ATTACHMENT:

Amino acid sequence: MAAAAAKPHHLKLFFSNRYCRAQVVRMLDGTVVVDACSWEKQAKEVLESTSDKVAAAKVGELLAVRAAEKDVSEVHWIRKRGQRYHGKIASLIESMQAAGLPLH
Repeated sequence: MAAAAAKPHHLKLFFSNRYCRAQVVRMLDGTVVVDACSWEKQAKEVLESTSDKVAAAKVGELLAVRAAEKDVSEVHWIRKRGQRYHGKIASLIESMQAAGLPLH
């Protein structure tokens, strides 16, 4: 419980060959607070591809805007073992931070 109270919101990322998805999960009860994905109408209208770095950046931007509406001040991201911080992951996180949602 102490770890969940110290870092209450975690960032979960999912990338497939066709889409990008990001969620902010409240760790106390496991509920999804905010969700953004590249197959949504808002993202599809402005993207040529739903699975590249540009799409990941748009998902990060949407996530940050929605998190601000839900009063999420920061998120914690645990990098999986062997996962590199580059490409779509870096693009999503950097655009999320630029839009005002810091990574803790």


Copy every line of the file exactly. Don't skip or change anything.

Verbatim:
Amino acid sequence: MAAAAAKPHHLKLFFSNRYCRAQVVRMLDGTVVVDACSWEKQAKEVLESTSDKVAAAKVGELLAVRAAEKDVSEVHWIRKRGQRYHGKIASLIESMQAAGLPLH
Repeated sequence: MAAAAAKPHHLKLFFSNRYCRAQVVRMLDGTVVVDACSWEKQAKEVLESTSDKVAAAKVGELLAVRAAEKDVSEVHWIRKRGQRYHGKIASLIESMQAAGLPLH
């Protein structure tokens, strides 16, 4: 419980060959607070591809805007073992931070 109270919101990322998805999960009860994905109408209208770095950046931007509406001040991201911080992951996180949602 102490770890969940110290870092209450975690960032979960999912990338497939066709889409990008990001969620902010409240760790106390496991509920999804905010969700953004590249197959949504808002993202599809402005993207040529739903699975590249540009799409990941748009998902990060949407996530940050929605998190601000839900009063999420920061998120914690645990990098999986062997996962590199580059490409779509870096693009999503950097655009999320630029839009005002810091990574803790």